THE BLOG
24/01/2018 14:15 GMT | Updated 24/01/2018 14:15 GMT

Putting The Con In Consultants

Victoria Jones - PA Images via Getty Images

Whether it’s public of private sector, for decades now management consultants have been paid a fortune to give advice on how to cut costs. But more often than not the biggest savings are made by the outsourcing or privatisation of particular parts of an organisation. In the public sector as we have seen it can be building, cleaning or maintaining schools or hospitals, upgrading rail infrastructure, managing facilities in prisons, supplying food to schools and even facility management of Army barracks. These are just some of the examples of the type of work outsourced under the Carillion model, which has been called into question after its dramatic collapse.

When these functions transfer, employees also transfer over to the new company. Despite assurances being given about TUPE protection (under the Transfer of Undertakings (Protection of Employment) Regulations 2006) at the time, the reality is that the lion’s share of savings made from outsourcing come directly from the pockets of these transferring employees. TUPE does offer a level of protection but it is far from perfect, is often misunderstood and has enough loopholes in it that any determined employer can sidestep the protections. That is particularly the case when, as so often with outsourcing projects, the whole purpose of the transaction is to save money; because employee costs are often a significant part of the contract they are usually first in line when savings need to be found.

We then see industrial scale cowardice as blame is passed between the old employer and the new. The new employer says “the company we are contracting with is asking us to make savings on the contract and the only way we can do it is by cutting your pay.” The old employer says “don’t look at us, we’re just a customer now.” A merry dance is led and those employees facing a wage cut, or worse, are left high and dry. The blunt truth though is that the minute the original company decided to outsource, this was always where it would end up eventually. They might kid themselves that their former employees will be protected, they might think nothing will change, but the history of outsourcing tells us that sooner or later, it’s the workers who pay.

The public sector’s role in outsourcing has accelerated in recent years, with the loss of skilled and experienced staff through austerity putting ever more pressure on those who remain. Time and again we are told that only the private sector has the skills to do a particular job, conveniently forgetting that sometimes it’s only because the public sector outsourced that particular department in the first place that those skills are no longer available. Scrutiny, transparency and accountability are all jettisoned by outsourcing as we have private sector companies delivering public services, but with none of the obligations their public sector counterparts are obliged to adhere to, such as responding to Freedom of Information requests.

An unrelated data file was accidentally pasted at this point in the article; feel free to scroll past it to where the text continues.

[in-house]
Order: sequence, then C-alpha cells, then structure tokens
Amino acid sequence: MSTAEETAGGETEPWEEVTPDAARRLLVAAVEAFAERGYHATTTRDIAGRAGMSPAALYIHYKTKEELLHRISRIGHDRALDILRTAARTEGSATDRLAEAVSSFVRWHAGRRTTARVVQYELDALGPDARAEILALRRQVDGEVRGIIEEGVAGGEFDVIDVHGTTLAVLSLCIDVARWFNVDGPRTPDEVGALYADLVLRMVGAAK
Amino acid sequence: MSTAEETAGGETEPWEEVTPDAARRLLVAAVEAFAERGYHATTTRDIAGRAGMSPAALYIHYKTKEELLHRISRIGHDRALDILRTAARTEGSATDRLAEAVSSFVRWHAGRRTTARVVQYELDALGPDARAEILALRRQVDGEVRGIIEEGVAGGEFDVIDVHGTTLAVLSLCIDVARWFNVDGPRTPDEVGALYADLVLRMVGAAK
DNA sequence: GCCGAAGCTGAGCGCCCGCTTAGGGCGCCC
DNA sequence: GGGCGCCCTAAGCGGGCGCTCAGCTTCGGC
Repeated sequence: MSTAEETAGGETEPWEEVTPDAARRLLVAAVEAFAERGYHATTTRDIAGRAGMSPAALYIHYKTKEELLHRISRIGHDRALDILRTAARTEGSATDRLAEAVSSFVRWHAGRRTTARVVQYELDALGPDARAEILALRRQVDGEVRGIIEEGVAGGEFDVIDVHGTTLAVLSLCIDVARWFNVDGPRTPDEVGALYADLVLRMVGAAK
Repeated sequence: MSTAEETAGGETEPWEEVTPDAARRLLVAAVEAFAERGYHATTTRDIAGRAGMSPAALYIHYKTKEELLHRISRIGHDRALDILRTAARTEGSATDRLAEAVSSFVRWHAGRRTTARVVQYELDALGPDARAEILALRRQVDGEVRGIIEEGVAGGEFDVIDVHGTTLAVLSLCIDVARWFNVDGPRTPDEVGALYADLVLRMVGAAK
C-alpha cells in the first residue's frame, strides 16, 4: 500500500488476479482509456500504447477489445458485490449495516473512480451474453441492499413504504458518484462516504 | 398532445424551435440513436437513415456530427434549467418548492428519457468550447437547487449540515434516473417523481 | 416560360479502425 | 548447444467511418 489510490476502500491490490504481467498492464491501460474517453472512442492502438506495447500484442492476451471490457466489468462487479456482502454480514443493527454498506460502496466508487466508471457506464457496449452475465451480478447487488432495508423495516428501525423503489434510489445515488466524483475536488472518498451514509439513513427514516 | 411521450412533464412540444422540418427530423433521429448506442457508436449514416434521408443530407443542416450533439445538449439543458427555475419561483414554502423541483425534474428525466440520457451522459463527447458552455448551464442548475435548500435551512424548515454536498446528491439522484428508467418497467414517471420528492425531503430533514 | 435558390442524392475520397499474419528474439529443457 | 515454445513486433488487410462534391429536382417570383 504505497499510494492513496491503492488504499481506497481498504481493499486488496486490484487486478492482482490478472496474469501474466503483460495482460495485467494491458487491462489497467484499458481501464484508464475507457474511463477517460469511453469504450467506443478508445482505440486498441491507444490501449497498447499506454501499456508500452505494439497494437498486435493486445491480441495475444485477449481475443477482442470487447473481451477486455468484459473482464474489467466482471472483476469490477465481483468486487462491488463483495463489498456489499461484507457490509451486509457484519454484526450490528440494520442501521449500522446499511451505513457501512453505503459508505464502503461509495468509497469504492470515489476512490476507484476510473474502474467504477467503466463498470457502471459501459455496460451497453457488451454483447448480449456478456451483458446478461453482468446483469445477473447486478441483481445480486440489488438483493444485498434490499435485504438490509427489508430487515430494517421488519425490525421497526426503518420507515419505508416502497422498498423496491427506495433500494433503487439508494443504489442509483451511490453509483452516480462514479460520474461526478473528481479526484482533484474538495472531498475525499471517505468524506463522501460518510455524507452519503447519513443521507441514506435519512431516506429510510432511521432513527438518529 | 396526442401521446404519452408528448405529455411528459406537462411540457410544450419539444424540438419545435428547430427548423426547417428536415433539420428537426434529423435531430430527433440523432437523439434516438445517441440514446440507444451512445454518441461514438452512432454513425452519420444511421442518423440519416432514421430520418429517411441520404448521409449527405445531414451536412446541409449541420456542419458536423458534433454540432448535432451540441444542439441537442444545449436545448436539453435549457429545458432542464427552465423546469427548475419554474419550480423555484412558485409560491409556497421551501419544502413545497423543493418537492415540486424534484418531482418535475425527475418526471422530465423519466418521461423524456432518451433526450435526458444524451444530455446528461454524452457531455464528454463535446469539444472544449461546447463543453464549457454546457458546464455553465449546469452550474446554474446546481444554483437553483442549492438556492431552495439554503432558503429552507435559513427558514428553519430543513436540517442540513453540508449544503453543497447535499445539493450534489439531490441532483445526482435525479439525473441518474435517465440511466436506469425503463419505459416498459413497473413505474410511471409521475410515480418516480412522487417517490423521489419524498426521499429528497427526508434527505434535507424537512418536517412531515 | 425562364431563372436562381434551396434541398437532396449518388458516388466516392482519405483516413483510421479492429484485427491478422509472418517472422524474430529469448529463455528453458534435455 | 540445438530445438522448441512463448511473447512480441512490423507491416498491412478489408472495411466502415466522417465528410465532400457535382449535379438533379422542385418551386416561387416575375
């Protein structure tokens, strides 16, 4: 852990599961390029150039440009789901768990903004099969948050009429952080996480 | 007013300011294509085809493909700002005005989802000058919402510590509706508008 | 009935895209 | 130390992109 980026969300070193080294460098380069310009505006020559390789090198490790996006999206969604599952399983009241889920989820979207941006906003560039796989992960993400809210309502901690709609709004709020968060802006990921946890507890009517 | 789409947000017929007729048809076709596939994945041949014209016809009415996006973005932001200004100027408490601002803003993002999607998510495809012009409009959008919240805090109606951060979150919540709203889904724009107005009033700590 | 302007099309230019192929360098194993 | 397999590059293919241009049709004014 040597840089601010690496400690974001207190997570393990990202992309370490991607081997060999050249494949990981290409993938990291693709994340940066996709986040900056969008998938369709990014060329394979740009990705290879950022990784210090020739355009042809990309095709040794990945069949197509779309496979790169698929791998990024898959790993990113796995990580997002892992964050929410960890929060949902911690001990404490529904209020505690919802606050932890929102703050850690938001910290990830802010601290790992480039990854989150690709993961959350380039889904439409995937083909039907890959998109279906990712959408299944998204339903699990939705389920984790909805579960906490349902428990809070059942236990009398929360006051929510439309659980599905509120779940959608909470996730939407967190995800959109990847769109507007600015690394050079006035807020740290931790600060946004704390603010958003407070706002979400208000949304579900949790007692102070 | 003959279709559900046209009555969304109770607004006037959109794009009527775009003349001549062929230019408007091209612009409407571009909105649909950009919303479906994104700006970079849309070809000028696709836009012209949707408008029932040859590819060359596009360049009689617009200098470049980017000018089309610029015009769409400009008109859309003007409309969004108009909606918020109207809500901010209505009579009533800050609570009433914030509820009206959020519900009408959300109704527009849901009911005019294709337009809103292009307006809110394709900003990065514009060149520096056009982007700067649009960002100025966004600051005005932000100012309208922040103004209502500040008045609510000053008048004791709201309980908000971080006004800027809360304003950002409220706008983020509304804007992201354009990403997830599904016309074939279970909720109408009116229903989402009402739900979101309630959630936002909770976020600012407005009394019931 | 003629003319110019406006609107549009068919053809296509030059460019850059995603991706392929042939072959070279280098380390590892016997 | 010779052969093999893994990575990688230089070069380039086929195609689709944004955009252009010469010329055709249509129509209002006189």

The only thing that contractors and consultants are judged on is the contract; so social value, long term investment and building capacity for future generations, which ought to be by products of a healthy public sector, are forgotten. The Prime Minister rather gave the game away when she said the Government are a customer of Carillion which is of course true but rather misses the point. The Government is so much more than a customer, it is the custodian of public services and the outsourcing of functions should not mean an outsourcing of responsibility.

The last decade or so has seen most people’s real terms income flat-line or fall. Whilst there are many possible reasons for this, the trend for outsourcing and the subsequent impact that has on wages must play a part. A typical example is happening right now locally to me where Unite members who are tanker drivers for Sutton Tankers have gone on strike over a proposed pay cut of up to 40%. The Employer says they have to do something to stay competitive with the customer. However, it just happens to be the case that the customer is in fact the company that the drivers used to work for until three years ago when their jobs were outsourced.

What we end up with is a toxic cocktail of beguiling management consultants, weak employment rights and greedy bosses that leads to a race to the bottom. It’s time Government put a stop to this instead of being a willing participant.